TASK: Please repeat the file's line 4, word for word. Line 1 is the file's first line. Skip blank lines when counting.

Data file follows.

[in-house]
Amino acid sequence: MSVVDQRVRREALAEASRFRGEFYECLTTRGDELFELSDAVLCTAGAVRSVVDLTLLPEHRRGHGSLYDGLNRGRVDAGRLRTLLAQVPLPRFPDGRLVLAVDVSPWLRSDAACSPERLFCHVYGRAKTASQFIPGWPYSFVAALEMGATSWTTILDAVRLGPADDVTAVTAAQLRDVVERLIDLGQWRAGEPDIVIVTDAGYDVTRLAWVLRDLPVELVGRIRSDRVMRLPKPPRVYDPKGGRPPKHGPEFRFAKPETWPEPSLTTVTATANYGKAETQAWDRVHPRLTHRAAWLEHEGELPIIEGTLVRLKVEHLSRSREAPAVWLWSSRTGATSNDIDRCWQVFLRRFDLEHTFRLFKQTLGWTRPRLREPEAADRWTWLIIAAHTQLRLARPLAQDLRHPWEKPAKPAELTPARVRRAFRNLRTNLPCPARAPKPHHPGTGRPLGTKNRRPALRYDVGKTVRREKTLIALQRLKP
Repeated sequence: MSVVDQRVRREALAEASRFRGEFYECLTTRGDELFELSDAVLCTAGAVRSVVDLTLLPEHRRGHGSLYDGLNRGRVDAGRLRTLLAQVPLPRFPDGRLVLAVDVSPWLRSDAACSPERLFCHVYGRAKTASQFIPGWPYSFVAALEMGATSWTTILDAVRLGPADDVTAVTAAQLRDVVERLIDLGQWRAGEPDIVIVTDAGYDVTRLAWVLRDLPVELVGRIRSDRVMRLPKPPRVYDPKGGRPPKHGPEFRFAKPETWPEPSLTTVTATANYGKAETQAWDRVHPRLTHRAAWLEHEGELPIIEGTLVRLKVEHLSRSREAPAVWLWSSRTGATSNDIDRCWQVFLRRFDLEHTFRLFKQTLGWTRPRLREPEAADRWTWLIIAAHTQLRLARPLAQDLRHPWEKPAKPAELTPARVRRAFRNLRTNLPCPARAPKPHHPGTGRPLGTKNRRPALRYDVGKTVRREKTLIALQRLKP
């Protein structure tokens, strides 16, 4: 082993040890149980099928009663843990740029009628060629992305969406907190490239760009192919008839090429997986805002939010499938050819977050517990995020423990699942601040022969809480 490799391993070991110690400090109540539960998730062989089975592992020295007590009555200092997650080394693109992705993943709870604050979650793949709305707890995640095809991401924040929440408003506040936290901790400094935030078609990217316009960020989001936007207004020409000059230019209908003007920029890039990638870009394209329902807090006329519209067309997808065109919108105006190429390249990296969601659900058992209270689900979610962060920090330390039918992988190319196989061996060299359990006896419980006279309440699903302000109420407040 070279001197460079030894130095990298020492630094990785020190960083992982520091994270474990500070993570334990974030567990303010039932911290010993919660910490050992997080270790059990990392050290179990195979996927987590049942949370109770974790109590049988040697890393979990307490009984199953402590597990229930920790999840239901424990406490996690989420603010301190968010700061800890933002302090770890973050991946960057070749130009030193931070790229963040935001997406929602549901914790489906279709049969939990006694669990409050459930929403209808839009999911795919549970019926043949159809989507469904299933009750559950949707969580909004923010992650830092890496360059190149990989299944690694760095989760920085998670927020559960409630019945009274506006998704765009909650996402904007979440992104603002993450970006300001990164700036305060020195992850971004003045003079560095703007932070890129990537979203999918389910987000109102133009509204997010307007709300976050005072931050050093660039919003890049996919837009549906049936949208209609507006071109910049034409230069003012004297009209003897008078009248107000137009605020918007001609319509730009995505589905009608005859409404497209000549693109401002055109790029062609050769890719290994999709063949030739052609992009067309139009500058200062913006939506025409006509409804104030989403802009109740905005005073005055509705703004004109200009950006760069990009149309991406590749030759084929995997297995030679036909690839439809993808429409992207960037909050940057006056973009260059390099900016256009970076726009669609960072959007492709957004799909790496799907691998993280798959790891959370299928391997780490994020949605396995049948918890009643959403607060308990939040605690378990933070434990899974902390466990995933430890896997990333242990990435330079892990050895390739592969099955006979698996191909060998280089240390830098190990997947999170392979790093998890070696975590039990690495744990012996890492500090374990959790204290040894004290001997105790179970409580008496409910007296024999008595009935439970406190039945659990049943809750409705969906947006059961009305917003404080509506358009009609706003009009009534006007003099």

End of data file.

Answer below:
């Protein structure tokens, strides 16, 4: 082993040890149980099928009663843990740029009628060629992305969406907190490239760009192919008839090429997986805002939010499938050819977050517990995020423990699942601040022969809480 490799391993070991110690400090109540539960998730062989089975592992020295007590009555200092997650080394693109992705993943709870604050979650793949709305707890995640095809991401924040929440408003506040936290901790400094935030078609990217316009960020989001936007207004020409000059230019209908003007920029890039990638870009394209329902807090006329519209067309997808065109919108105006190429390249990296969601659900058992209270689900979610962060920090330390039918992988190319196989061996060299359990006896419980006279309440699903302000109420407040 070279001197460079030894130095990298020492630094990785020190960083992982520091994270474990500070993570334990974030567990303010039932911290010993919660910490050992997080270790059990990392050290179990195979996927987590049942949370109770974790109590049988040697890393979990307490009984199953402590597990229930920790999840239901424990406490996690989420603010301190968010700061800890933002302090770890973050991946960057070749130009030193931070790229963040935001997406929602549901914790489906279709049969939990006694669990409050459930929403209808839009999911795919549970019926043949159809989507469904299933009750559950949707969580909004923010992650830092890496360059190149990989299944690694760095989760920085998670927020559960409630019945009274506006998704765009909650996402904007979440992104603002993450970006300001990164700036305060020195992850971004003045003079560095703007932070890129990537979203999918389910987000109102133009509204997010307007709300976050005072931050050093660039919003890049996919837009549906049936949208209609507006071109910049034409230069003012004297009209003897008078009248107000137009605020918007001609319509730009995505589905009608005859409404497209000549693109401002055109790029062609050769890719290994999709063949030739052609992009067309139009500058200062913006939506025409006509409804104030989403802009109740905005005073005055509705703004004109200009950006760069990009149309991406590749030759084929995997297995030679036909690839439809993808429409992207960037909050940057006056973009260059390099900016256009970076726009669609960072959007492709957004799909790496799907691998993280798959790891959370299928391997780490994020949605396995049948918890009643959403607060308990939040605690378990933070434990899974902390466990995933430890896997990333242990990435330079892990050895390739592969099955006979698996191909060998280089240390830098190990997947999170392979790093998890070696975590039990690495744990012996890492500090374990959790204290040894004290001997105790179970409580008496409910007296024999008595009935439970406190039945659990049943809750409705969906947006059961009305917003404080509506358009009609706003009009009534006007003099």